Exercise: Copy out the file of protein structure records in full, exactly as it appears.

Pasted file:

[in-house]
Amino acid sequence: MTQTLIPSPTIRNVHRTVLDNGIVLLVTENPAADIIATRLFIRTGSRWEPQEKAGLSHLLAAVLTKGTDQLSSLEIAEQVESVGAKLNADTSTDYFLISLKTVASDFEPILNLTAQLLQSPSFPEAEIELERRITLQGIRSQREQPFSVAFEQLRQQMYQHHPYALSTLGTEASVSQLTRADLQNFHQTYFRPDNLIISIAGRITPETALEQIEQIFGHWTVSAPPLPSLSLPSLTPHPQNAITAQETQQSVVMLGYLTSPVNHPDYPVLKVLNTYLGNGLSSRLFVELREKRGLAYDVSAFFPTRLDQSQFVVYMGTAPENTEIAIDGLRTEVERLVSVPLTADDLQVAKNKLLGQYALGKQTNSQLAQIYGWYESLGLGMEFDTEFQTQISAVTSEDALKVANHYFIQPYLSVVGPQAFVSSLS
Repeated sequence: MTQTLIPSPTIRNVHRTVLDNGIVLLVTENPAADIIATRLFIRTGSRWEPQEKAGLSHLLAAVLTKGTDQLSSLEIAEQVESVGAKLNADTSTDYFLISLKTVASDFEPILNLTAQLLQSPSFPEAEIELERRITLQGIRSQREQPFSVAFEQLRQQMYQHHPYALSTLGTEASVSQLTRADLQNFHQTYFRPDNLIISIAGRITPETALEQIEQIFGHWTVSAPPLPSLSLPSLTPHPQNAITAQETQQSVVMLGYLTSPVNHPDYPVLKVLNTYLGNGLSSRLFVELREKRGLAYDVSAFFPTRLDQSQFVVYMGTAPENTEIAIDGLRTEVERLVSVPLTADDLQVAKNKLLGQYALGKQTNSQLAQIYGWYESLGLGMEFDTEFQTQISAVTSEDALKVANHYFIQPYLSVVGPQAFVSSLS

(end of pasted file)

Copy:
[in-house]
Amino acid sequence: MTQTLIPSPTIRNVHRTVLDNGIVLLVTENPAADIIATRLFIRTGSRWEPQEKAGLSHLLAAVLTKGTDQLSSLEIAEQVESVGAKLNADTSTDYFLISLKTVASDFEPILNLTAQLLQSPSFPEAEIELERRITLQGIRSQREQPFSVAFEQLRQQMYQHHPYALSTLGTEASVSQLTRADLQNFHQTYFRPDNLIISIAGRITPETALEQIEQIFGHWTVSAPPLPSLSLPSLTPHPQNAITAQETQQSVVMLGYLTSPVNHPDYPVLKVLNTYLGNGLSSRLFVELREKRGLAYDVSAFFPTRLDQSQFVVYMGTAPENTEIAIDGLRTEVERLVSVPLTADDLQVAKNKLLGQYALGKQTNSQLAQIYGWYESLGLGMEFDTEFQTQISAVTSEDALKVANHYFIQPYLSVVGPQAFVSSLS
Repeated sequence: MTQTLIPSPTIRNVHRTVLDNGIVLLVTENPAADIIATRLFIRTGSRWEPQEKAGLSHLLAAVLTKGTDQLSSLEIAEQVESVGAKLNADTSTDYFLISLKTVASDFEPILNLTAQLLQSPSFPEAEIELERRITLQGIRSQREQPFSVAFEQLRQQMYQHHPYALSTLGTEASVSQLTRADLQNFHQTYFRPDNLIISIAGRITPETALEQIEQIFGHWTVSAPPLPSLSLPSLTPHPQNAITAQETQQSVVMLGYLTSPVNHPDYPVLKVLNTYLGNGLSSRLFVELREKRGLAYDVSAFFPTRLDQSQFVVYMGTAPENTEIAIDGLRTEVERLVSVPLTADDLQVAKNKLLGQYALGKQTNSQLAQIYGWYESLGLGMEFDTEFQTQISAVTSEDALKVANHYFIQPYLSVVGPQAFVSSLS